journal = "Soil Biology and Biochemistry",
issn = "0038-0717",
publisher = "Elsevier",

}

Soil Quality - a critical review. / Bunemann, Else K.; Bongiorno, G.; Bai, Z.G.; Creamer, Rachel; de Deyn, G.B.; de Goede, R.G.M.; Fleskens, L.; Geissen, V.; Kuijper, T.W.M.; Mäder, Paul; Pulleman, M.M.; Sukkel, W.; van Groenigen, J.W.; Brussaard, L.

In: Soil Biology and Biochemistry, Vol. 120, 2018, p. 105-125.

Research output: Contribution to journalArticleAcademicpeer-review

TY - JOUR

T1 - Soil Quality - a critical review

AU - Bunemann, Else K.

AU - Bongiorno, G.

AU - Bai, Z.G.

AU - Creamer, Rachel

AU - de Deyn, G.B.

AU - de Goede, R.G.M.

AU - Fleskens, L.

AU - Geissen, V.

AU - Kuijper, T.W.M.

AU - Mäder, Paul

AU - Pulleman, M.M.

AU - Sukkel, W.

AU - van Groenigen, J.W.

AU - Brussaard, L.

PY - 2018

Y1 - 2018

N2 - Sampling and analysis or visual examination of soil to assess its status and use potential is widely practiced from plot to national scales. However, the choice of relevant soil attributes and interpretation of measurements are not straightforward, because of the complexity and site-specificity of soils, legacy effects of previous land use, and trade-offs between ecosystem services. Here we review soil quality and related concepts, in terms of definition, assessment approaches, and indicator selection and interpretation. We identify the most frequently used soil quality indicators under agricultural land use. We find that explicit evaluation of soil quality with respect to specific soil threats, soil functions and ecosystem services has rarely been implemented, and few approaches provide clear interpretation schemes of measured indicator values. This limits their adoption by land managers as well as policy. We also consider novel indicators that address currently neglected though important soil properties and processes, and we list the crucial steps in the development of a soil quality assessment procedure that is scientifically sound and supports management and policy decisions that account for the multi-functionality of soil. This requires the involvement of the pertinent actors, stakeholders and end-users to a much larger degree than practiced to date.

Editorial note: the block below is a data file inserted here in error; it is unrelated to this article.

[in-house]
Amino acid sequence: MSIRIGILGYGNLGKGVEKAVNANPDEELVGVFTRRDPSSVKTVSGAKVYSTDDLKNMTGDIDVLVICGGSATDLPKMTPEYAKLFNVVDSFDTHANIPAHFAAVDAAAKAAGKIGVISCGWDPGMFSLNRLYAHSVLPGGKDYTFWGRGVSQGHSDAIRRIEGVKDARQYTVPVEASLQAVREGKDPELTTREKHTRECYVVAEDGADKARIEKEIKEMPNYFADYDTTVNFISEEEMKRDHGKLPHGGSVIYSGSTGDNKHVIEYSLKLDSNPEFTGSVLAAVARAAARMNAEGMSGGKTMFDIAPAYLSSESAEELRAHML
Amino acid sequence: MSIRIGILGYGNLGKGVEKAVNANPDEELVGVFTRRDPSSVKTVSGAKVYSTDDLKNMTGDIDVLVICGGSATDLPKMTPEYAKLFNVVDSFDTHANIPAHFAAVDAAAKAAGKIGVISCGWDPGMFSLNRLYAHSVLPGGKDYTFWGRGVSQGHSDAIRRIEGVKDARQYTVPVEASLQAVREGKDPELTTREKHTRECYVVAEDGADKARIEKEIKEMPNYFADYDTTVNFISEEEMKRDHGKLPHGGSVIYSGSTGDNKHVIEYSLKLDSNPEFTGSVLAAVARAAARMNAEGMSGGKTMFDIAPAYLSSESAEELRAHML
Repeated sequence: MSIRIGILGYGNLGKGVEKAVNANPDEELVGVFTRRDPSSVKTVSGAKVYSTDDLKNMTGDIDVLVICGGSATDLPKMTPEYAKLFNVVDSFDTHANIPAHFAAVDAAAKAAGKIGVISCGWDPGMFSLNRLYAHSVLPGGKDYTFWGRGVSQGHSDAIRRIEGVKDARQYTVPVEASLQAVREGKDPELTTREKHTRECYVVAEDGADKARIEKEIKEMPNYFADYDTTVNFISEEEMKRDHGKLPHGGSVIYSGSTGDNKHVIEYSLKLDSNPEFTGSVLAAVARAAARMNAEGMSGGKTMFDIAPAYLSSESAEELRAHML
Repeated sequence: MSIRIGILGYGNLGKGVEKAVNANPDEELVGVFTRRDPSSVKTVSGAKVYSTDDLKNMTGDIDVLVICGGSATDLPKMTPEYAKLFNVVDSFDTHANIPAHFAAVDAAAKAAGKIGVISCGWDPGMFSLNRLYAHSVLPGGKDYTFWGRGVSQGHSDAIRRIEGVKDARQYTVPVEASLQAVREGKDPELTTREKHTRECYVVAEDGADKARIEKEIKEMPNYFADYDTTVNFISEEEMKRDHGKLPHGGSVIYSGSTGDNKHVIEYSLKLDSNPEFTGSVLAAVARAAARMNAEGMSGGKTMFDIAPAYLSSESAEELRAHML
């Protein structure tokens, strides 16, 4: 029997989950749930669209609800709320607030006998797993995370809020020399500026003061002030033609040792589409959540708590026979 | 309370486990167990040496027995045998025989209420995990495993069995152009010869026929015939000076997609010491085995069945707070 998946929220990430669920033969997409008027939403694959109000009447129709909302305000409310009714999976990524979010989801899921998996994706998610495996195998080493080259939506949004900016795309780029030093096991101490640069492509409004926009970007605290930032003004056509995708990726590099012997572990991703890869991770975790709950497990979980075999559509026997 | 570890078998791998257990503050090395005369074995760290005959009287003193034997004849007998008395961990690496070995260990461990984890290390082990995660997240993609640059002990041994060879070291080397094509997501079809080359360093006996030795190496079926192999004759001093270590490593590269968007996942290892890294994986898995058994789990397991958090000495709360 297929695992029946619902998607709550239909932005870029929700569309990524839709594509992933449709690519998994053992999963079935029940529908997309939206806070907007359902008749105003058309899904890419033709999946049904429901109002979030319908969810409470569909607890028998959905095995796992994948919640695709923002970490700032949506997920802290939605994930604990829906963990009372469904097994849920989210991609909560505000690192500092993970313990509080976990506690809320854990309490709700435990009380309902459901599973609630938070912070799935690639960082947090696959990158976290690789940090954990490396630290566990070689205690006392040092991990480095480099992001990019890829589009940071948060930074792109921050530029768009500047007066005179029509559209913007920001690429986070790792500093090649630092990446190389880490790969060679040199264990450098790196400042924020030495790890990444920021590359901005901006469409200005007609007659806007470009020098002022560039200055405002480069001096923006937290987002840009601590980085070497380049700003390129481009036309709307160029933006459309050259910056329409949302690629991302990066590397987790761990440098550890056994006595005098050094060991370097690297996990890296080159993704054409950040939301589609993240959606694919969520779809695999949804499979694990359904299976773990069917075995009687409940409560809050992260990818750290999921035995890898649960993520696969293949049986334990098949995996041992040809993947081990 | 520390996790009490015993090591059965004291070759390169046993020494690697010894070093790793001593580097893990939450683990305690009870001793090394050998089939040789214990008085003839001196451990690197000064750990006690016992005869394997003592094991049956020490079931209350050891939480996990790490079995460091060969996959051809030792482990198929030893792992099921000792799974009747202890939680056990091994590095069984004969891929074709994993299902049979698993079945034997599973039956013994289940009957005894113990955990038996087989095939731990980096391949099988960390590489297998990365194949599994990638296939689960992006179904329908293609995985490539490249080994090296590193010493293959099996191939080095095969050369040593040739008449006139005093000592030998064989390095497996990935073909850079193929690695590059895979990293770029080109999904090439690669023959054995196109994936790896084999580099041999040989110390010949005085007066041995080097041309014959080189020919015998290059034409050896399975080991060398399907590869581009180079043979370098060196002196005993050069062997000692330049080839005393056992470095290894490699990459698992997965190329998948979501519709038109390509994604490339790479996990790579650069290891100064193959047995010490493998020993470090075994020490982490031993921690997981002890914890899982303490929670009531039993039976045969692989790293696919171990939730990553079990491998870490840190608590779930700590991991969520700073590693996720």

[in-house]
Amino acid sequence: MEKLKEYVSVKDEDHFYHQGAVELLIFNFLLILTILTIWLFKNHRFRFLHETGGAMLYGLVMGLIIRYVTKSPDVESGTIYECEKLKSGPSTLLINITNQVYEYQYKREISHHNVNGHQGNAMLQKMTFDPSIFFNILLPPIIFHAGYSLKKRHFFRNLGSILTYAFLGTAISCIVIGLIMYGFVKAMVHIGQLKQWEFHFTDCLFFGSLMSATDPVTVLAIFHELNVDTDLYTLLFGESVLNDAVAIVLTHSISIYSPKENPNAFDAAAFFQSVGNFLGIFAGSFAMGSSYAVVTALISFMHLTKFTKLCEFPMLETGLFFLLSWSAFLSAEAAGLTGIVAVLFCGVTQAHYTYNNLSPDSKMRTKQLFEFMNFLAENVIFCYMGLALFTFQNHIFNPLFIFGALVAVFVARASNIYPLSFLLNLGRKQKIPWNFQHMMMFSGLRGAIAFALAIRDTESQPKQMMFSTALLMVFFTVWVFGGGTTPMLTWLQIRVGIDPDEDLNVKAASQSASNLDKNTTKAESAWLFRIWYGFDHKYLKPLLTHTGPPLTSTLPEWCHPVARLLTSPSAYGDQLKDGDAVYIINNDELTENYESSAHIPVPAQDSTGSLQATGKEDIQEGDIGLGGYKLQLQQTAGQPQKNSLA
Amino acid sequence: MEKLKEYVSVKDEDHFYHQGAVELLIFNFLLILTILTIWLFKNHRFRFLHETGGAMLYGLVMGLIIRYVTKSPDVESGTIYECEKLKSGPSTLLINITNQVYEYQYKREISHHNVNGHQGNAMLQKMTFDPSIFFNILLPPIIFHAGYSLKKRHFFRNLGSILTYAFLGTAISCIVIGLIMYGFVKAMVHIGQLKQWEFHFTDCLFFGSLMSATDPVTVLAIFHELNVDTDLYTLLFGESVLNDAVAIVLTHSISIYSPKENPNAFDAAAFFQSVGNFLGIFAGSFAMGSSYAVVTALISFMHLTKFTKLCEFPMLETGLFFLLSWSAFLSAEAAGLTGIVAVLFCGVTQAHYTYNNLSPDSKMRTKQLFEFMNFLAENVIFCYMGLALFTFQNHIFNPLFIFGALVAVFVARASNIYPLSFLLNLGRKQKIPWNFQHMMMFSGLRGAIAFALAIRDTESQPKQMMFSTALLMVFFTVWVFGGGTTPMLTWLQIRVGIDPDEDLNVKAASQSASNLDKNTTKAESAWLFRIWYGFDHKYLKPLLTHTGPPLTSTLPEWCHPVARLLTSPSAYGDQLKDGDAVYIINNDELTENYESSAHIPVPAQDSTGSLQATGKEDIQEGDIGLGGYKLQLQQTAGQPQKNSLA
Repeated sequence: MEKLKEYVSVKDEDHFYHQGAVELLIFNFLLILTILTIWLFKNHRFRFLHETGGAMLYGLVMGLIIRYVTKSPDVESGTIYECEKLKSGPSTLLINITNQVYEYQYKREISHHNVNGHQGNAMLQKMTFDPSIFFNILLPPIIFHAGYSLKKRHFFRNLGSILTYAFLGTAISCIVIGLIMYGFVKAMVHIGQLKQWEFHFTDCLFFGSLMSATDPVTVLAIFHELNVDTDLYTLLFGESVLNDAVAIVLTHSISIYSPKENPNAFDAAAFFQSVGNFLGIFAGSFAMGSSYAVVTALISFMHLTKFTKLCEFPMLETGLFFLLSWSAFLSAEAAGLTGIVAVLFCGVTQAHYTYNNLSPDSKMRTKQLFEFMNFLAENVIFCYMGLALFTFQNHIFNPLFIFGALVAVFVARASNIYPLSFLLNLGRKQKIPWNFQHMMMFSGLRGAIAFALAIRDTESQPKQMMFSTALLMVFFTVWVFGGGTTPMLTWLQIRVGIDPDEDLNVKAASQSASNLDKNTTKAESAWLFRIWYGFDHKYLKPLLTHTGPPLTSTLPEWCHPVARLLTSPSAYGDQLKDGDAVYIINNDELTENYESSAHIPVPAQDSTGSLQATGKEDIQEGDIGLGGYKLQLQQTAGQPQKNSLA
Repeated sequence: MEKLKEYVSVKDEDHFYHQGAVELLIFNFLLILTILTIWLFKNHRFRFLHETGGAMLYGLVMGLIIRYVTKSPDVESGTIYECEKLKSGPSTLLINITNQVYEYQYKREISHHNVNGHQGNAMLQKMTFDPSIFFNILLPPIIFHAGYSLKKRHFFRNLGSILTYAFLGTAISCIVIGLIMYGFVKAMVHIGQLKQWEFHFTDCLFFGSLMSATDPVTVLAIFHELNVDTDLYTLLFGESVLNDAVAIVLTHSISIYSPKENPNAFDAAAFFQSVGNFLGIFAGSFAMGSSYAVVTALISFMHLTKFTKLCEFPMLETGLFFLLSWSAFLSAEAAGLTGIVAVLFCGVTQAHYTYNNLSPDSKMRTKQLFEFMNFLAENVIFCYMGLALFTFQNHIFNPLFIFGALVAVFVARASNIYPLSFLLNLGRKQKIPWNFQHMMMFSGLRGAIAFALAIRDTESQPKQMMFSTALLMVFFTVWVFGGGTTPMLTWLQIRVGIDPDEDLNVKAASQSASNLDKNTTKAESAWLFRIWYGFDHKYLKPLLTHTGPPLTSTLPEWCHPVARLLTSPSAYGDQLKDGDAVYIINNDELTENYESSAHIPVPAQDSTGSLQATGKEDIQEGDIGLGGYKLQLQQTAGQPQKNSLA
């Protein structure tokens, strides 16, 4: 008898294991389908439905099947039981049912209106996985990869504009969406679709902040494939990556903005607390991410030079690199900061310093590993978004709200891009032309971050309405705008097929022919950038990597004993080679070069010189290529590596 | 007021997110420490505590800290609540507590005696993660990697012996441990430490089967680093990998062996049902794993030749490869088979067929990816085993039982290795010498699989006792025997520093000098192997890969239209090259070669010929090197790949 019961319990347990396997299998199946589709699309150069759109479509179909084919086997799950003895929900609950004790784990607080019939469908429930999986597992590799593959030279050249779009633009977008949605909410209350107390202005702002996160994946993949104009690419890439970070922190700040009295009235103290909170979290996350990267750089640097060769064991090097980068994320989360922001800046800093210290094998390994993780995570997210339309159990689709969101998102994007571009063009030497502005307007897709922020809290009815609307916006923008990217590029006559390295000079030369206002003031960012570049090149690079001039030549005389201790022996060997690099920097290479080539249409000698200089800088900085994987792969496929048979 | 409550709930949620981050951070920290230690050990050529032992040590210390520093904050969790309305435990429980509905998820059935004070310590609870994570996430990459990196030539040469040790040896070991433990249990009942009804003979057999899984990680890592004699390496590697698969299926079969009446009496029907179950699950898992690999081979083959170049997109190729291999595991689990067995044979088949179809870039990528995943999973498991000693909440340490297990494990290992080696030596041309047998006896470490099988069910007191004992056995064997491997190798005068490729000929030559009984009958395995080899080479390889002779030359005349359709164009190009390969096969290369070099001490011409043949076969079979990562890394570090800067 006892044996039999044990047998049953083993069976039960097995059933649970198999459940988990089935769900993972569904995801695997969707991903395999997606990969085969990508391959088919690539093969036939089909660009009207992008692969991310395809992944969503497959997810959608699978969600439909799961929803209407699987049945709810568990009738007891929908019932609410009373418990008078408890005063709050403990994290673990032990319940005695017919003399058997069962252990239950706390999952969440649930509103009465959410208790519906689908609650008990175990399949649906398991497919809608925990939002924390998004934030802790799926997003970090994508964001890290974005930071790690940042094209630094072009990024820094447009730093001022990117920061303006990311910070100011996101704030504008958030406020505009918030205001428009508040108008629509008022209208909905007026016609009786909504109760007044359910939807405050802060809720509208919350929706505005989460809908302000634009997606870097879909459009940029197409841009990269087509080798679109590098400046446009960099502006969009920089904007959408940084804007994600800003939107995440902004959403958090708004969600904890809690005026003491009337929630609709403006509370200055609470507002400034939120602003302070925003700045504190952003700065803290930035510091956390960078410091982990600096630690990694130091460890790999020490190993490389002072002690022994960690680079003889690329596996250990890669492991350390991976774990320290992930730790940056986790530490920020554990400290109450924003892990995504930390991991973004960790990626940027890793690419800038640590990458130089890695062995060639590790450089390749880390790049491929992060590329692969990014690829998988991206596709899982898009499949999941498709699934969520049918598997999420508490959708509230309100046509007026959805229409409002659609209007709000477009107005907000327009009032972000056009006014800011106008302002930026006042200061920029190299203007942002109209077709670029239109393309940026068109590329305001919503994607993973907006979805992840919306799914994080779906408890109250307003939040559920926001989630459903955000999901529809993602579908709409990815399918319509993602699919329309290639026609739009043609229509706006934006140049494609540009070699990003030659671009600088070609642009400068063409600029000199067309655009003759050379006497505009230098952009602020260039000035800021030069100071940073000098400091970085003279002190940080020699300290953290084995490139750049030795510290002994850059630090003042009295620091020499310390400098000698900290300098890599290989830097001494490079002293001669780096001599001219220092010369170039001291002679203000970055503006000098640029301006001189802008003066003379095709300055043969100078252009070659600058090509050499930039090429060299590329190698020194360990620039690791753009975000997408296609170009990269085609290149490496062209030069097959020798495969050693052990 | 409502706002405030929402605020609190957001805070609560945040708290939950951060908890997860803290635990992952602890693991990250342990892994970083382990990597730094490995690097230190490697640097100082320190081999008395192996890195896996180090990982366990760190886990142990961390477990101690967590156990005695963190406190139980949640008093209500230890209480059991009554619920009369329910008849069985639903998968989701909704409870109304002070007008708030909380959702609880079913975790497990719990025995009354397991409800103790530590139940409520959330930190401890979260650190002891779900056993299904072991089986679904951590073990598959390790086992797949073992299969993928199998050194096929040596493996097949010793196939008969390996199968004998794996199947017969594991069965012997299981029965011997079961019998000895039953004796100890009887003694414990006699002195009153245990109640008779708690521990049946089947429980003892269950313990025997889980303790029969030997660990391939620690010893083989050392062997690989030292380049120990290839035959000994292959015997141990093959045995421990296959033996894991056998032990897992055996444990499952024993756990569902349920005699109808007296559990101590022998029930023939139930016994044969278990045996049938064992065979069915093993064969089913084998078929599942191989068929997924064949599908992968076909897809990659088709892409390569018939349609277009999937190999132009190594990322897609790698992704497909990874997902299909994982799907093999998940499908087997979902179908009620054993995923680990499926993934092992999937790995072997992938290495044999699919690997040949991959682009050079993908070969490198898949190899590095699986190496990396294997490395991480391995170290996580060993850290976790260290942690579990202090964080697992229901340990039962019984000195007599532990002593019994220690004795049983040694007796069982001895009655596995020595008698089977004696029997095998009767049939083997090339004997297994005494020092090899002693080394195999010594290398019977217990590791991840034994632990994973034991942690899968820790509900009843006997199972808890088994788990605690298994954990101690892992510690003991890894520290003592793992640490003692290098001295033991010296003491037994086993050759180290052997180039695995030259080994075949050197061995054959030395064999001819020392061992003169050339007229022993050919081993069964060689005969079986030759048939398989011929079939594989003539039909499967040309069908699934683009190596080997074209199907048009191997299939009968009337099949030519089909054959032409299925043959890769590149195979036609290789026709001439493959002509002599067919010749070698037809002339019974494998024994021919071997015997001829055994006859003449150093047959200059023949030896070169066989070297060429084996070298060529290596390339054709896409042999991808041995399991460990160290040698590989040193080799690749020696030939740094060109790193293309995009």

AB - Sampling and analysis or visual examination of soil to assess its status and use potential is widely practiced from plot to national scales. However, the choice of relevant soil attributes and interpretation of measurements are not straightforward, because of the complexity and site-specificity of soils, legacy effects of previous land use, and trade-offs between ecosystem services. Here we review soil quality and related concepts, in terms of definition, assessment approaches, and indicator selection and interpretation. We identify the most frequently used soil quality indicators under agricultural land use. We find that explicit evaluation of soil quality with respect to specific soil threats, soil functions and ecosystem services has rarely been implemented, and few approaches provide clear interpretation schemes of measured indicator values. This limits their adoption by land managers as well as policy. We also consider novel indicators that address currently neglected though important soil properties and processes, and we list the crucial steps in the development of a soil quality assessment procedure that is scientifically sound and supports management and policy decisions that account for the multi-functionality of soil. This requires the involvement of the pertinent actors, stakeholders and end-users to a much larger degree than practiced to date.

U2 - 10.1016/j.soilbio.2018.01.030

DO - 10.1016/j.soilbio.2018.01.030

M3 - Article

VL - 120

SP - 105

EP - 125

JO - Soil Biology and Biochemistry

JF - Soil Biology and Biochemistry

SN - 0038-0717

ER -